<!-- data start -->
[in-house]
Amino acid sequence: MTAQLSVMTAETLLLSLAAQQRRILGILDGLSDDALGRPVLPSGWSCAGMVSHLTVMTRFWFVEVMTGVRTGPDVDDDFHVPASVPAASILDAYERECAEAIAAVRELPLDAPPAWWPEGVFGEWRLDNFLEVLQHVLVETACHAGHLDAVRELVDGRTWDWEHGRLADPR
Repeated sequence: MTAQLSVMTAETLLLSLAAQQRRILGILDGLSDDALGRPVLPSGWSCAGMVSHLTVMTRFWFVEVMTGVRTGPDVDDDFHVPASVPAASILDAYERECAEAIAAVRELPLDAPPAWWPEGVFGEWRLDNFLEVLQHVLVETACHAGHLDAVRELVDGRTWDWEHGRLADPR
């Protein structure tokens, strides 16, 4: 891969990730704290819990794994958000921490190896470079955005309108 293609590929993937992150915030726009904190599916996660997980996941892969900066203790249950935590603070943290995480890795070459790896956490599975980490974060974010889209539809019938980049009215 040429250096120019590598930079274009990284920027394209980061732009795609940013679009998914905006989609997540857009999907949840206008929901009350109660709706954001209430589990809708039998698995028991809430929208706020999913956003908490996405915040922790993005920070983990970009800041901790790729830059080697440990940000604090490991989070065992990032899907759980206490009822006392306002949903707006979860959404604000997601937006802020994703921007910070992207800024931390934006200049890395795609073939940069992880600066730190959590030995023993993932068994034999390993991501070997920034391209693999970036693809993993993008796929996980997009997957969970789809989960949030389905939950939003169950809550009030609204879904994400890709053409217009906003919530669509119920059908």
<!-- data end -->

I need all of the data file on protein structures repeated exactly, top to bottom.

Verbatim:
[in-house]
Amino acid sequence: MTAQLSVMTAETLLLSLAAQQRRILGILDGLSDDALGRPVLPSGWSCAGMVSHLTVMTRFWFVEVMTGVRTGPDVDDDFHVPASVPAASILDAYERECAEAIAAVRELPLDAPPAWWPEGVFGEWRLDNFLEVLQHVLVETACHAGHLDAVRELVDGRTWDWEHGRLADPR
Repeated sequence: MTAQLSVMTAETLLLSLAAQQRRILGILDGLSDDALGRPVLPSGWSCAGMVSHLTVMTRFWFVEVMTGVRTGPDVDDDFHVPASVPAASILDAYERECAEAIAAVRELPLDAPPAWWPEGVFGEWRLDNFLEVLQHVLVETACHAGHLDAVRELVDGRTWDWEHGRLADPR
């Protein structure tokens, strides 16, 4: 891969990730704290819990794994958000921490190896470079955005309108 293609590929993937992150915030726009904190599916996660997980996941892969900066203790249950935590603070943290995480890795070459790896956490599975980490974060974010889209539809019938980049009215 040429250096120019590598930079274009990284920027394209980061732009795609940013679009998914905006989609997540857009999907949840206008929901009350109660709706954001209430589990809708039998698995028991809430929208706020999913956003908490996405915040922790993005920070983990970009800041901790790729830059080697440990940000604090490991989070065992990032899907759980206490009822006392306002949903707006979860959404604000997601937006802020994703921007910070992207800024931390934006200049890395795609073939940069992880600066730190959590030995023993993932068994034999390993991501070997920034391209693999970036693809993993993008796929996980997009997957969970789809989960949030389905939950939003169950809550009030609204879904994400890709053409217009906003919530669509119920059908």